Car Security: Parking In Public Security Advice

During my time as a police officer, one of the most common crimes that I attended was theft from vehicles.

30 years ago, theft of a vehicle was much more common place. But with improved car security, locking systems, tracking and a better equipped polcie national database and ANPR cameras, it’s actually really difficult to steal a car and then gain from it.

Much easier nowadays, to smash a window, and steal the contents of a car.

In this article, we’ll look at car security and how to improve the security of your car when parking it in public places.

The Data

According to Statistica, nearly 90,000 cases of theft from a motor vehicle were recorded in England and Wales in the 2020/2021 reporting period.

theft from vehicle stats uk 2022

This is actually down from nearly 120,000 the previous year, but this can be explained by lockdowns and other restrictions around the pandemic.

These stats, before this data, were on a steady upward trajectory from around 2010, where up until that time it was a downward trajectory.

And this change in stats is really easy to explain; it was around 2010 where the mobile phone and portable gadget industry really started to take off, with one of the most stolen items being a mobile phone, tablet or laptop.

Leave Your Car In Showroom Condition

No, I don’t mean you should have a gleaming, polished car, all of the time. I mean the inside should be in showroom condition.

And no, I’m still not talking about cleanliness.

I’m talking about leaving your car with absolutely nothing on show – just like you would see in a showroom.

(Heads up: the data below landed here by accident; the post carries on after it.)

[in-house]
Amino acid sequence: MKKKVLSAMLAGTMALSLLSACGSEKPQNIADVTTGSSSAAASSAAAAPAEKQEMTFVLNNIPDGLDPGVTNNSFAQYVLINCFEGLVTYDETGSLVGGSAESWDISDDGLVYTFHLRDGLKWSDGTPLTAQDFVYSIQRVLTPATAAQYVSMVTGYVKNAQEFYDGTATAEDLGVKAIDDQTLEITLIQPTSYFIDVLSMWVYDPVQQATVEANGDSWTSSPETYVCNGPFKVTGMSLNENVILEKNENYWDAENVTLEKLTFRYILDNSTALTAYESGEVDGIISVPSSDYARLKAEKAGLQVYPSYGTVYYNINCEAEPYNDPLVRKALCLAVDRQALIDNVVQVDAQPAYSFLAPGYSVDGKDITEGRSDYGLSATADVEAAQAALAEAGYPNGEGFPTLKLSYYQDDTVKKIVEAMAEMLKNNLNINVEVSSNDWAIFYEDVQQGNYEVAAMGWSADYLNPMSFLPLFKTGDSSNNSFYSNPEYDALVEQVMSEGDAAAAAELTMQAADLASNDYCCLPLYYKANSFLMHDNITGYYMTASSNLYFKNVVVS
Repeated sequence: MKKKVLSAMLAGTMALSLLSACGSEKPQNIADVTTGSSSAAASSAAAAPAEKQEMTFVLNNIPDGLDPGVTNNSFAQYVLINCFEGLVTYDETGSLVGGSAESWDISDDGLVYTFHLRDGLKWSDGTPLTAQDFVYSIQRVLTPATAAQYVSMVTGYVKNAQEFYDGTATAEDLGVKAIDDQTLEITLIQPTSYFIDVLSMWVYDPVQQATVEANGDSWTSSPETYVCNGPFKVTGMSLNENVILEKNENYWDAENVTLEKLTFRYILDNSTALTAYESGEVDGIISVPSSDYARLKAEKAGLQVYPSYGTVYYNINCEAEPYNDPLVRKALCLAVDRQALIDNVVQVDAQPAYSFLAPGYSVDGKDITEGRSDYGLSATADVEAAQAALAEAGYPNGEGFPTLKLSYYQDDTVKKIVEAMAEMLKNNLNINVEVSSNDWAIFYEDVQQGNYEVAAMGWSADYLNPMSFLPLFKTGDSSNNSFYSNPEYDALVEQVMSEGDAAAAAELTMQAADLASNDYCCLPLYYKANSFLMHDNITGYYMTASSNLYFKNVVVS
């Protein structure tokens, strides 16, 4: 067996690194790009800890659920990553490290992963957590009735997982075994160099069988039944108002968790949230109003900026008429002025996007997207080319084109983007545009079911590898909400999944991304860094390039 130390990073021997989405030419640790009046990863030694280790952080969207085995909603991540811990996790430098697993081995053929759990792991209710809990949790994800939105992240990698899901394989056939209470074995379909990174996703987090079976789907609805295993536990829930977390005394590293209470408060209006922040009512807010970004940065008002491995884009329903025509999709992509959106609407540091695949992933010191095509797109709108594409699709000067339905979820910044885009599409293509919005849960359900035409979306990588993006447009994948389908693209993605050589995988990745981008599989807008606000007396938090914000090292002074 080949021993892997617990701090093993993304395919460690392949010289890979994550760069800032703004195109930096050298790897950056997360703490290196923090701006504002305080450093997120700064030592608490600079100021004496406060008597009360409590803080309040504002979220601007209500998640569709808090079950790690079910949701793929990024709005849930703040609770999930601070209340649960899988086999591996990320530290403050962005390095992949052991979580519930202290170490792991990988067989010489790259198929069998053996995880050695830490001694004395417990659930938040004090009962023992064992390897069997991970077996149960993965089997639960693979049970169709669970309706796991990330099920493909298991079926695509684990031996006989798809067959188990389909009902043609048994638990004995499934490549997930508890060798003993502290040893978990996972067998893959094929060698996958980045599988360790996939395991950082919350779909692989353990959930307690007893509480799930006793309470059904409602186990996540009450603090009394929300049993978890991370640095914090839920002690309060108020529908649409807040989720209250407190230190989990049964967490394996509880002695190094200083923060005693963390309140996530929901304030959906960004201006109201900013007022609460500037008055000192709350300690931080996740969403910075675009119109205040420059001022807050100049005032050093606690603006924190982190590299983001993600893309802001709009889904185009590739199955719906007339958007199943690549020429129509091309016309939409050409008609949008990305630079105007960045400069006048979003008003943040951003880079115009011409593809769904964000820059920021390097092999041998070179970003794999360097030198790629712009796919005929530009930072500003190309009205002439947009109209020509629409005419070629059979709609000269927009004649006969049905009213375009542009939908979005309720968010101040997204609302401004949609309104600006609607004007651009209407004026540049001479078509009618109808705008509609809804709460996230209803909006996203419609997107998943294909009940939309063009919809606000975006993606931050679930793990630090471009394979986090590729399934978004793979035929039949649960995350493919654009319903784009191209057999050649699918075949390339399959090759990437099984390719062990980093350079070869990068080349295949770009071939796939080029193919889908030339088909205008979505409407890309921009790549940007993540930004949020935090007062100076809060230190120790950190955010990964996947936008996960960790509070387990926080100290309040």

And when I say nothing, I really mean nothing.

When you first purchased your car, maybe your first look included peering into the car through the windows.

What you would’ve seen is a completely empty car. And this is what you should aim for.

car security parking in public

I vividly remember going to a car break in where the offender smashed in the side passenger window for the princely sum of £1.20. Yes, the owner had left a £1 coin and a 20p piece in the center console, on show. They smashed a window for £1.20. maybe they were hoping to find more, but the total loss was £1.20.

If the owner had just put those coins in a pocket, or hidden away, it’s quite likely that this wouldn’t have happened.

So make it best practice to leave your car as empty as possible.

This means:

  • No spare change on show anywhere in the car.
  • No jackets, coats or clothing left on show.
  • No bags, briefcases or handbags on show.
  • No sunglasses on show.
  • No wires or cables for gadgets on show.
  • No purses or wallets on show.
  • No tablets, laptops or computers on show.

This advice is golden.

Take away any temptation from career criminals or opportunist theives by removing everything on show from your car. This advice is the same as it is parking outside of your home as it is parking anywhere else.

If you need to store items in your car, then that is absolutely fine and reasonable – just don’t store the items in plain sight, utilise boot spaces or center console compartments if needed.

Park On Your Drive Or In Your Garage

There’s a reason why insurers ask where your car is parked overnight.